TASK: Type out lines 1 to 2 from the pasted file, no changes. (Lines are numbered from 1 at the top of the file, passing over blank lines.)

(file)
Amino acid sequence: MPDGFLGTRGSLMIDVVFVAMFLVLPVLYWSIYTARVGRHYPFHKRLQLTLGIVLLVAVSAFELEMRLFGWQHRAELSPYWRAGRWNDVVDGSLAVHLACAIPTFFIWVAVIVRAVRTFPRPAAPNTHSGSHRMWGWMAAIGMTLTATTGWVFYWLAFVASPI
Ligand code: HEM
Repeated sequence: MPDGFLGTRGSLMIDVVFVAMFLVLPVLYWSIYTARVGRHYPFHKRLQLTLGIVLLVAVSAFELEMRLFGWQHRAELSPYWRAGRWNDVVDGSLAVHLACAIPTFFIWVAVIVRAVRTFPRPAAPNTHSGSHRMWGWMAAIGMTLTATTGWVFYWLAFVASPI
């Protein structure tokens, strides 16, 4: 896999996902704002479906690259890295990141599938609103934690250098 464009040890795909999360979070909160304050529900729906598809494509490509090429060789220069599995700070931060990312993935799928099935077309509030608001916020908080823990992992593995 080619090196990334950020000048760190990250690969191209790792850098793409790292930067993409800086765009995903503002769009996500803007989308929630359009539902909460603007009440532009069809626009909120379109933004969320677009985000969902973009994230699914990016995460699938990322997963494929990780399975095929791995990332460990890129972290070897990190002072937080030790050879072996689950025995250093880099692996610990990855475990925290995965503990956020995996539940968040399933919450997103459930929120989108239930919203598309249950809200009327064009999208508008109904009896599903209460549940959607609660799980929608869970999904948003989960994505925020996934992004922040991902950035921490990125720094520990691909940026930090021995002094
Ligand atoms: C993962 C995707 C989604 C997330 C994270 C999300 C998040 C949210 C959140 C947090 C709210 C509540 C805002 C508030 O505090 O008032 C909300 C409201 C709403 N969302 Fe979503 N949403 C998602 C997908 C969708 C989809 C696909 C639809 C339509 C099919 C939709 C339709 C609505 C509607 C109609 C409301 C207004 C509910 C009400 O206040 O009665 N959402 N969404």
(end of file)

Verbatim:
Amino acid sequence: MPDGFLGTRGSLMIDVVFVAMFLVLPVLYWSIYTARVGRHYPFHKRLQLTLGIVLLVAVSAFELEMRLFGWQHRAELSPYWRAGRWNDVVDGSLAVHLACAIPTFFIWVAVIVRAVRTFPRPAAPNTHSGSHRMWGWMAAIGMTLTATTGWVFYWLAFVASPI
Ligand code: HEM